Metastatic Breast Cancer is breast cancer that has left the breast and spread to other organs.
It’s not a type of breast cancer, it’s a stage, the advanced stage, also referred to as stage IV.
Any early-stage breast cancer - even pre-cancer DCIS - can become metastatic, even if caught early and treated aggressively. Sometimes months, years or decades later. In fact, about 1 in 3 early stage patients, after being told they are “cured” become metastatic and will eventually die of the disease. 


Metastatic breast cancer is not curable (yet!). Women and men with metastatic breast cancer will receive treatment for the rest of their lives and the breast cancer is likely going to kill them one day. The length of survival varies by disease subtype and response to treatment. A number of treatments are available, especially for some subtypes and people are living years and in some cases even decades with the disease. But many women and men die within a couple of years of diagnosis, especially young ones that tend to have aggressive cancers. Breast cancer deaths are all due to metastatic breast cancer. When the cancer is only in the breast, it doesn’t kill. It’s the metastasis to vital organs that does.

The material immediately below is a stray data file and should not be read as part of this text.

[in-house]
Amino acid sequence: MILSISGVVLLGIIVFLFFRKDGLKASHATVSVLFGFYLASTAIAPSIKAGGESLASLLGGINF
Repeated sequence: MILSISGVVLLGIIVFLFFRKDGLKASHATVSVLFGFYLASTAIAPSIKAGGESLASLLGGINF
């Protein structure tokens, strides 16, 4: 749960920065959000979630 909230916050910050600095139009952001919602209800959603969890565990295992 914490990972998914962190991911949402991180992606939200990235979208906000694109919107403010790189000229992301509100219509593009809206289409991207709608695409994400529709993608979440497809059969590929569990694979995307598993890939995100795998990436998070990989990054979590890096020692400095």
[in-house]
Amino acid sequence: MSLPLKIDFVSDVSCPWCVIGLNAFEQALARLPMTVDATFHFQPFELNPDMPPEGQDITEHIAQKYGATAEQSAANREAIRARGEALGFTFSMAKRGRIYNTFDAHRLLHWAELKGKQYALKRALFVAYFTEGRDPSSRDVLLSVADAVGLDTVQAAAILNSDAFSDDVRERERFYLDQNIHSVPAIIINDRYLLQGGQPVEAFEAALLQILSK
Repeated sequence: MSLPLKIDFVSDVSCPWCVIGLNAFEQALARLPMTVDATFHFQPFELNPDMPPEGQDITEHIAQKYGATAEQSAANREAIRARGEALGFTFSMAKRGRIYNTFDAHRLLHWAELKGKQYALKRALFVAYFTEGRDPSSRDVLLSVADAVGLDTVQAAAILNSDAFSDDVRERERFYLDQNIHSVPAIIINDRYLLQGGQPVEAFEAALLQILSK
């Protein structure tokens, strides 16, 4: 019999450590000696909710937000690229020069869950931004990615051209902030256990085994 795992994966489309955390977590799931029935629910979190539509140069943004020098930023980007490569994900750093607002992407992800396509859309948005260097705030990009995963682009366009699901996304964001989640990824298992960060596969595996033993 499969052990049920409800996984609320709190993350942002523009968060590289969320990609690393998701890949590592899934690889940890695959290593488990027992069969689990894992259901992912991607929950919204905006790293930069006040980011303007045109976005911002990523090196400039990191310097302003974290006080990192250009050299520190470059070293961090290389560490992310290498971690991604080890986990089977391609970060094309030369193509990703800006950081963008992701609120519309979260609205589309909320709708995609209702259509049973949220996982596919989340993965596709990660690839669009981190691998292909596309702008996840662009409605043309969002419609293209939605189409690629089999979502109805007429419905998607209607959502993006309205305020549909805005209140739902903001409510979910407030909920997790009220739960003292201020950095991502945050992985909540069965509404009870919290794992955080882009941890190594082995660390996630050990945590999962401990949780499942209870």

Why It’s Not Pink?


There are many aspects about the color of the breast cancer ribbon that don’t convey the tragedy of this disease. 

First, people look at pink and think of it as light and fluffy and not very serious. It adds to the wrong perception that breast cancer is the “good cancer” and that the disease is largely cured. That is not true. In the U.S. alone, every year over 40,000 people die of breast cancer. That’s 113 every day. And despite all the money that goes towards pink campaigns, this number hasn’t budged in decades. 


Second, pink is often meant as a feminine color but breast are not female organs. Men have breasts too and men can also get breast cancer. Even worse than the color pink is the sexualization of breast cancer with campaigns such as “save second base” and “save the tatas”. Breasts are organs and when talking about an illness it shouldn’t be sexualized. 

Some links and topics I found worth reading troughout my journey



Exercise for fatigue
Patient involvement in research
Connecting with other patients
How advocacy can bring meaning to a patient’s life




Research spending on MBC
Counting the people living with MBC
Caregiver support


Organizations that I trust and support